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Marc Lautenbach became the CEO of Pitney Bowes Inc. (NYSE:PBI) in 2012. This report will, first, examine the CEO compensation levels in comparison to CEO compensation at companies of similar size. After that, we will consider the growth in the business. And finally - as a second measure of performance - we will look at the returns shareholders have received over the last few years. This method should give us information to assess how appropriately the company pays the CEO.
How Does Marc Lautenbach's Compensation Compare With Similar Sized Companies?
According to our data, Pitney Bowes Inc. has a market capitalization of US$761m, and pays its CEO total annual compensation worth US$8.1m. (This number is for the twelve months until December 2018). Notably, that's an increase of 27% over the year before. While this analysis focuses on total compensation, it's worth noting the salary is lower, valued at US$992k. When we examined a selection of companies with market caps ranging from US$400m to US$1.6b, we found the median CEO total compensation was US$2.7m.
Thus we can conclude that Marc Lautenbach receives more in total compensation than the median of a group of companies in the same market, and of similar size to Pitney Bowes Inc.. However, this doesn't necessarily mean the pay is too high. We can get a better idea of how generous the pay is by looking at the performance of the underlying business.
The graphic below shows how CEO compensation at Pitney Bowes has changed from year to year.
Is Pitney Bowes Inc. Growing?
On average over the last three years, Pitney Bowes Inc. has shrunk earnings per share by 11% each year (measured with a line of best fit). Its revenue is up 6.6% over last year.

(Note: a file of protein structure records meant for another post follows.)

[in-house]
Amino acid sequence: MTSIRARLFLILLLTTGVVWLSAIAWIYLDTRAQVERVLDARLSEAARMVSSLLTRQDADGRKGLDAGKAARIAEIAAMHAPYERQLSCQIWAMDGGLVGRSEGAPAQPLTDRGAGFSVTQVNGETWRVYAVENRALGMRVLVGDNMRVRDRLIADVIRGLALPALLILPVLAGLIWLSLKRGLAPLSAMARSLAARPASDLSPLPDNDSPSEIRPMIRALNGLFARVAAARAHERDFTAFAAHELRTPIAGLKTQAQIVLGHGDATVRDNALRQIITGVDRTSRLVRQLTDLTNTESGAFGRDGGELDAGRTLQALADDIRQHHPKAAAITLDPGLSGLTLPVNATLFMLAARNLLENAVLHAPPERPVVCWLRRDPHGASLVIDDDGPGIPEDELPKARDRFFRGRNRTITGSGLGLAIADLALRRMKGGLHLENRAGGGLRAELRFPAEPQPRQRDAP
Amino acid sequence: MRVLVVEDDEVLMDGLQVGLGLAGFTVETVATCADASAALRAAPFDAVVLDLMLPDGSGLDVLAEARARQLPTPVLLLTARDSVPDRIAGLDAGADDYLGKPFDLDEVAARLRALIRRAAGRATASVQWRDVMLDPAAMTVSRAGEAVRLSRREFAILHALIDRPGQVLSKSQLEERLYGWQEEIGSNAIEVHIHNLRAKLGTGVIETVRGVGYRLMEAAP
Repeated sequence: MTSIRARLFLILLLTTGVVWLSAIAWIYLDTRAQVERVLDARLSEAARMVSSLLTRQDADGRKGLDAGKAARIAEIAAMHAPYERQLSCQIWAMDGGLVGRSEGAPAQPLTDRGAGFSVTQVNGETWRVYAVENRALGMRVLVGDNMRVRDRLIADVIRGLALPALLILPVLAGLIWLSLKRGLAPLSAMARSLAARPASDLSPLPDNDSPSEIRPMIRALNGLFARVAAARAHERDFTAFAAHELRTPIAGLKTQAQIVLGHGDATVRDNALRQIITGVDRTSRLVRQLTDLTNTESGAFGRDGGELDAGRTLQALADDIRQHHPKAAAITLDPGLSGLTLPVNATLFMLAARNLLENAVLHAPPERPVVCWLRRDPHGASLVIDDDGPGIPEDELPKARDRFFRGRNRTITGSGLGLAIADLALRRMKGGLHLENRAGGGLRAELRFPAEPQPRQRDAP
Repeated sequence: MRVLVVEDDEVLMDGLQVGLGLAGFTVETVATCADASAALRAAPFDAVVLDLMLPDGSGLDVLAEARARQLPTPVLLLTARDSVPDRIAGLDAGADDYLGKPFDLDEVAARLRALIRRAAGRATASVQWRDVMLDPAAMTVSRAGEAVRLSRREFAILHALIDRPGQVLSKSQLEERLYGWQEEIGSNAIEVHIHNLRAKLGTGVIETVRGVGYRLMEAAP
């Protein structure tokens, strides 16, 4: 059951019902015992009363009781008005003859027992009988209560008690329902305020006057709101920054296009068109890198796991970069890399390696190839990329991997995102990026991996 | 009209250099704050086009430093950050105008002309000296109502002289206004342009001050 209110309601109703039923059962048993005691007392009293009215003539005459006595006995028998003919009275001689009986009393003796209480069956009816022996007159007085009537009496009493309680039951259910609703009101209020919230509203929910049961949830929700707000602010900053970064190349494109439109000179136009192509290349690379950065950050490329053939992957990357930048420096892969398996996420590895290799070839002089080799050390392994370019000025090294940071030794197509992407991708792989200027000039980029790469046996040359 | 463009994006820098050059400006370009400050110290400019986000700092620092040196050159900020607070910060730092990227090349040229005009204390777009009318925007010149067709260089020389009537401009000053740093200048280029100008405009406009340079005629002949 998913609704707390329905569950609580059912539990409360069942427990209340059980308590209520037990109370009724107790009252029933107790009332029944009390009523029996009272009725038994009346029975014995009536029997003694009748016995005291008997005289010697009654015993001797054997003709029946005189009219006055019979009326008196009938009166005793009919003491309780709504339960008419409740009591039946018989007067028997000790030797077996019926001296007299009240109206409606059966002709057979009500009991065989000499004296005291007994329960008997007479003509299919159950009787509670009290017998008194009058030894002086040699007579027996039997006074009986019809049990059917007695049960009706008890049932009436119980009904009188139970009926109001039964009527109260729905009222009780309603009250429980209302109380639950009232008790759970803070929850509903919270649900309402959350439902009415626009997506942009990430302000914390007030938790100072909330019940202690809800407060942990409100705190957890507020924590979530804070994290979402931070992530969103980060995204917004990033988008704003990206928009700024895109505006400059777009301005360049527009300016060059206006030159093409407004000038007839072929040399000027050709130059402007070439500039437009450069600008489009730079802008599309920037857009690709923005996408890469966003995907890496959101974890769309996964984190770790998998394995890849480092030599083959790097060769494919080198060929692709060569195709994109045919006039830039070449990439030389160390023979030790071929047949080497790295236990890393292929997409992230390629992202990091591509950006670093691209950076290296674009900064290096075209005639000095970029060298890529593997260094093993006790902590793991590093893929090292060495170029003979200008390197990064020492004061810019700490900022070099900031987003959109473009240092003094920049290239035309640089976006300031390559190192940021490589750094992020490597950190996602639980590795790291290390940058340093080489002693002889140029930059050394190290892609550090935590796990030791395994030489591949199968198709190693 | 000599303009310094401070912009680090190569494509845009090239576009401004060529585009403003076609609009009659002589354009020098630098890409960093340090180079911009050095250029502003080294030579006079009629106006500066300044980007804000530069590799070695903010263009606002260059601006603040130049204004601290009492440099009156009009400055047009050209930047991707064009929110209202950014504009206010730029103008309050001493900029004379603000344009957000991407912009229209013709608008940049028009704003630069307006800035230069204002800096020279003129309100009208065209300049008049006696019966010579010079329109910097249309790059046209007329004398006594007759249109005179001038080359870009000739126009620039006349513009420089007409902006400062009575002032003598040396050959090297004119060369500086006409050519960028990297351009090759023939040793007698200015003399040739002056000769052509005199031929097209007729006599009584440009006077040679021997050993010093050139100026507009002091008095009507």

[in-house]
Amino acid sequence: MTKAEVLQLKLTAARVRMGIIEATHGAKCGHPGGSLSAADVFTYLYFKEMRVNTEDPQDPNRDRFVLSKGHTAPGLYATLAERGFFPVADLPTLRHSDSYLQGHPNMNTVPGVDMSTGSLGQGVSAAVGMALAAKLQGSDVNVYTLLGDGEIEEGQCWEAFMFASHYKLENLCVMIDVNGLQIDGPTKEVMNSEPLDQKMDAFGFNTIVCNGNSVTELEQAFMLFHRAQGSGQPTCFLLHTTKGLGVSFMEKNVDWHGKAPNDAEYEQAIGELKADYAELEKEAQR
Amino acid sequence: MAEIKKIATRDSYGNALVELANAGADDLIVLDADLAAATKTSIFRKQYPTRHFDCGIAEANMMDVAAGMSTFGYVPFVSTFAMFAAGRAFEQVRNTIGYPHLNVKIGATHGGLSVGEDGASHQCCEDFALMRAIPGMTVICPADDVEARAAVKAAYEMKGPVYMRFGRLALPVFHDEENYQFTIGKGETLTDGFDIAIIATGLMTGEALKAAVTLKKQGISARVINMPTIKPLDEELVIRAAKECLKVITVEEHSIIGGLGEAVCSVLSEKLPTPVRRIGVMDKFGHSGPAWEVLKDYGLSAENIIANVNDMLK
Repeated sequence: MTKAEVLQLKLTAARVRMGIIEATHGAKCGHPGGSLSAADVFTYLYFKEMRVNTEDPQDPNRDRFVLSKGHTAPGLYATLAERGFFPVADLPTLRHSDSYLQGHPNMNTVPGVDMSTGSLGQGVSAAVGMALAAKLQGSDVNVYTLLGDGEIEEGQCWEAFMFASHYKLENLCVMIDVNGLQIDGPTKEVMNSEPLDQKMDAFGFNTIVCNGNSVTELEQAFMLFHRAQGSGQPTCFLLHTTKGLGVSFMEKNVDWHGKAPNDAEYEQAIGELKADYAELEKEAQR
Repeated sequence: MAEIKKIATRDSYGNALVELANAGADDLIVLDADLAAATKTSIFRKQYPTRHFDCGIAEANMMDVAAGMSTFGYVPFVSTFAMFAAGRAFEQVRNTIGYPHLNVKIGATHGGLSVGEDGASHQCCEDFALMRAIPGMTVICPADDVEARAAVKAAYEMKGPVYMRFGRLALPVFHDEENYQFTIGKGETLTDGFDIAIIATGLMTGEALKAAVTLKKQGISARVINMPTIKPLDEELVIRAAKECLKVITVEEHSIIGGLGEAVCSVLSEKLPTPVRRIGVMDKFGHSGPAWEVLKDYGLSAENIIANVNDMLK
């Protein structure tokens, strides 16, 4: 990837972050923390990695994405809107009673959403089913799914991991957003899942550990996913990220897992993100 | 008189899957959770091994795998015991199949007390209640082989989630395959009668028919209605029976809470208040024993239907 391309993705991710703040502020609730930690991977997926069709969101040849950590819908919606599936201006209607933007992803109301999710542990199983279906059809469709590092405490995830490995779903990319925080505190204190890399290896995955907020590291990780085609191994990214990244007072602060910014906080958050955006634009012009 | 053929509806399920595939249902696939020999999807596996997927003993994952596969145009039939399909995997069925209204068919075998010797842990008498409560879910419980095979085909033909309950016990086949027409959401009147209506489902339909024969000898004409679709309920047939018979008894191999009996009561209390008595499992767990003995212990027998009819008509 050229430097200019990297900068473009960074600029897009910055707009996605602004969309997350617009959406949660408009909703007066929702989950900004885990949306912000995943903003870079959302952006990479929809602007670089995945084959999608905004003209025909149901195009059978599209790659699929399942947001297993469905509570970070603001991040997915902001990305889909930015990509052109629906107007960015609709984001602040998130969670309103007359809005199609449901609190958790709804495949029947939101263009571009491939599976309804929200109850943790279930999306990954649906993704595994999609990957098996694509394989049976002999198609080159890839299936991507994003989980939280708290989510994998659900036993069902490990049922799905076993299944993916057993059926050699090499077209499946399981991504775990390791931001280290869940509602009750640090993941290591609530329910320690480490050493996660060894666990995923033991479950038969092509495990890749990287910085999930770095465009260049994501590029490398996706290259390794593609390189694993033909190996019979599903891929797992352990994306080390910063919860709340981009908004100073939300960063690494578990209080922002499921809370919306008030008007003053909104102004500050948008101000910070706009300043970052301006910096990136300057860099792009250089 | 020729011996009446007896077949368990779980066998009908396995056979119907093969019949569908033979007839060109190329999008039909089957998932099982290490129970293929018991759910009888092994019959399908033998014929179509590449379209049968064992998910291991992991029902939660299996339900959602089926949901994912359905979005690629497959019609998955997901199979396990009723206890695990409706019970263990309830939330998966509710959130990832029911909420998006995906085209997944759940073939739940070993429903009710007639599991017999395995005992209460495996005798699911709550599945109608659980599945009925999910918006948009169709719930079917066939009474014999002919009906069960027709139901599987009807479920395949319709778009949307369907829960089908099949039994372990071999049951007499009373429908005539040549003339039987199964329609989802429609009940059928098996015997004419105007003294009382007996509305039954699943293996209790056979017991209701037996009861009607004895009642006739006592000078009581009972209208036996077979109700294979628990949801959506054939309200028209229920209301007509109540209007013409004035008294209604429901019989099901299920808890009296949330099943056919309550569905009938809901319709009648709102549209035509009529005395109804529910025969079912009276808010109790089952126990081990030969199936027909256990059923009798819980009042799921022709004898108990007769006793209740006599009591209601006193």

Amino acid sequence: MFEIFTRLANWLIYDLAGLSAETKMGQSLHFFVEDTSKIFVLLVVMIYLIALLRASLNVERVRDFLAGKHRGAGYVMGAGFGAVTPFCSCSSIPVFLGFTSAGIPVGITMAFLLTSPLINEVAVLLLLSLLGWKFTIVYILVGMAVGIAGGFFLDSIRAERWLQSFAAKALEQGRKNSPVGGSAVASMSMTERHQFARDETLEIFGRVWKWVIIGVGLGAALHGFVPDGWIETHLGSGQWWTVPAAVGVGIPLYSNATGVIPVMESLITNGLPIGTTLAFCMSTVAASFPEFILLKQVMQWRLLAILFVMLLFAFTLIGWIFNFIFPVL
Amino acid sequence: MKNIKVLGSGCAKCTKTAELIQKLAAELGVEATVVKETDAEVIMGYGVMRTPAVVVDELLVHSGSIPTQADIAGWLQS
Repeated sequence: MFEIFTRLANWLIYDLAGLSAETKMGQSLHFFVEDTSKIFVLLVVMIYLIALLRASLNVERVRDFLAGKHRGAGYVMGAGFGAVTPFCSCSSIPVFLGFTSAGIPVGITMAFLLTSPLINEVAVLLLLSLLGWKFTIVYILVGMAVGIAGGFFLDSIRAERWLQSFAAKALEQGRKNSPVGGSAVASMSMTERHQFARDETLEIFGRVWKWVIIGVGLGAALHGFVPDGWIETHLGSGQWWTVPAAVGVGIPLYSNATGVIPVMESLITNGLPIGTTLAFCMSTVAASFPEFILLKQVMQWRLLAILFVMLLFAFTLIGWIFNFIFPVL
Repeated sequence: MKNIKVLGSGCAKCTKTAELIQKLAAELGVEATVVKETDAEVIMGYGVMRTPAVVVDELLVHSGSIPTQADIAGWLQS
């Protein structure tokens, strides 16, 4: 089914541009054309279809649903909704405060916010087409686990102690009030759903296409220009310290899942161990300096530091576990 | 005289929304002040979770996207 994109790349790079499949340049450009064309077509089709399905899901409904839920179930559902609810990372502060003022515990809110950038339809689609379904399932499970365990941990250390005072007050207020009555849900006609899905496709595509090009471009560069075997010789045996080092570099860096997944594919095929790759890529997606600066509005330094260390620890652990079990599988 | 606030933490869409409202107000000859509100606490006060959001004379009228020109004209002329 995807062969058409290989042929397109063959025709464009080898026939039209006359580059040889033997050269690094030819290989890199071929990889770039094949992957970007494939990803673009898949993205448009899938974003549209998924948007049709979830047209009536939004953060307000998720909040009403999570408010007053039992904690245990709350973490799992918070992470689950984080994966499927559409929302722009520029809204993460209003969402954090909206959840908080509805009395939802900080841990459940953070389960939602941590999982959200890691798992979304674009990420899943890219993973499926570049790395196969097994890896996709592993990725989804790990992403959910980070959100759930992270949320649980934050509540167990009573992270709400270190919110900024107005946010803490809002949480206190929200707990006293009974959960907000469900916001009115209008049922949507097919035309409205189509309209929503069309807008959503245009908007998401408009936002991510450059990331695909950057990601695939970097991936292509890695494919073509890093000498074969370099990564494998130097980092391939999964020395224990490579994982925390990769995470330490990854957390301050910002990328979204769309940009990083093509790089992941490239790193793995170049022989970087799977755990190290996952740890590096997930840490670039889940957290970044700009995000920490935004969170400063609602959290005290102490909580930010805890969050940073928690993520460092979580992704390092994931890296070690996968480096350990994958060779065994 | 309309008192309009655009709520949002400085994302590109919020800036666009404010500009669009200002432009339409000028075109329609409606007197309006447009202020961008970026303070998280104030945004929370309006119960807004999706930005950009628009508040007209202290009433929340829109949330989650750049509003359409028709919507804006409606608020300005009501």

Sadly for shareholders, earnings per share are actually down, over three years. And the modest revenue growth over 12 months isn't much comfort against the reduced earnings per share. It's hard to argue the company is firing on all cylinders, so shareholders might be averse to high CEO remuneration. Shareholders might be interested in this free visualization of analyst forecasts.
Has Pitney Bowes Inc. Been A Good Investment?
With a three year total loss of 73%, Pitney Bowes Inc. would certainly have some dissatisfied shareholders. It therefore might be upsetting for shareholders if the CEO were paid generously.
We compared the total CEO remuneration paid by Pitney Bowes Inc., and compared it to remuneration at a group of similar sized companies. Our data suggests that it pays above the median CEO pay within that group.
We think many shareholders would be underwhelmed with the business growth over the last three years.
Over the same period, investors would have come away with nothing in the way of share price gains. Notably, the CEO remuneration is actually up on last year. In our opinion the CEO might be paid too generously! So you may want to check if insiders are buying Pitney Bowes shares with their own money (free access).
If you want to buy a stock that is better than Pitney Bowes, this free list of high return, low debt companies is a great place to look.
We aim to bring you long-term focused research analysis driven by fundamental data. Note that our analysis may not factor in the latest price-sensitive company announcements or qualitative material.
If you spot an error that warrants correction, please contact the editor at firstname.lastname@example.org. This article by Simply Wall St is general in nature. It does not constitute a recommendation to buy or sell any stock, and does not take account of your objectives, or your financial situation. Simply Wall St has no position in the stocks mentioned. Thank you for reading.